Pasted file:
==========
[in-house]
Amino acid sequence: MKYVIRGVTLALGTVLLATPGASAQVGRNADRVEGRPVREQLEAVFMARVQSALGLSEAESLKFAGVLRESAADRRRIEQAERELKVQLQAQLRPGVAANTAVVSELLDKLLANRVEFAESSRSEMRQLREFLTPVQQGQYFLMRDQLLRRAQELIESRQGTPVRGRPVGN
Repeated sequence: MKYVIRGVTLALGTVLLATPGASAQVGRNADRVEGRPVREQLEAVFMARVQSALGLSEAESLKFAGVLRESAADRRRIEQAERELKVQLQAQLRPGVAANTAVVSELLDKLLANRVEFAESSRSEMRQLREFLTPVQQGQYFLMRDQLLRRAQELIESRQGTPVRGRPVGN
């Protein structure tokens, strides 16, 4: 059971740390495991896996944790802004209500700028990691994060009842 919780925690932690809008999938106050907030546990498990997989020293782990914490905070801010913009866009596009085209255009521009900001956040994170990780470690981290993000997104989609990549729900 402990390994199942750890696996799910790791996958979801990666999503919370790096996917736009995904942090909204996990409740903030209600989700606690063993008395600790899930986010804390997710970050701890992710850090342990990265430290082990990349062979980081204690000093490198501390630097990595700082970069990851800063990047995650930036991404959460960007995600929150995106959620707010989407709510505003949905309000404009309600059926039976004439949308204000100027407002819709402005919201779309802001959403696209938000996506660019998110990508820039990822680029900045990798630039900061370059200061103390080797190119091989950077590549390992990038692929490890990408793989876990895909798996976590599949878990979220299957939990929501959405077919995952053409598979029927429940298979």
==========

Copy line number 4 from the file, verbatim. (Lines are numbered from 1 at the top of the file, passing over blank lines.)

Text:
């Protein structure tokens, strides 16, 4: 059971740390495991896996944790802004209500700028990691994060009842 919780925690932690809008999938106050907030546990498990997989020293782990914490905070801010913009866009596009085209255009521009900001956040994170990780470690981290993000997104989609990549729900 402990390994199942750890696996799910790791996958979801990666999503919370790096996917736009995904942090909204996990409740903030209600989700606690063993008395600790899930986010804390997710970050701890992710850090342990990265430290082990990349062979980081204690000093490198501390630097990595700082970069990851800063990047995650930036991404959460960007995600929150995106959620707010989407709510505003949905309000404009309600059926039976004439949308204000100027407002819709402005919201779309802001959403696209938000996506660019998110990508820039990822680029900045990798630039900061370059200061103390080797190119091989950077590549390992990038692929490890990408793989876990895909798996976590599949878990979220299957939990929501959405077919995952053409598979029927429940298979």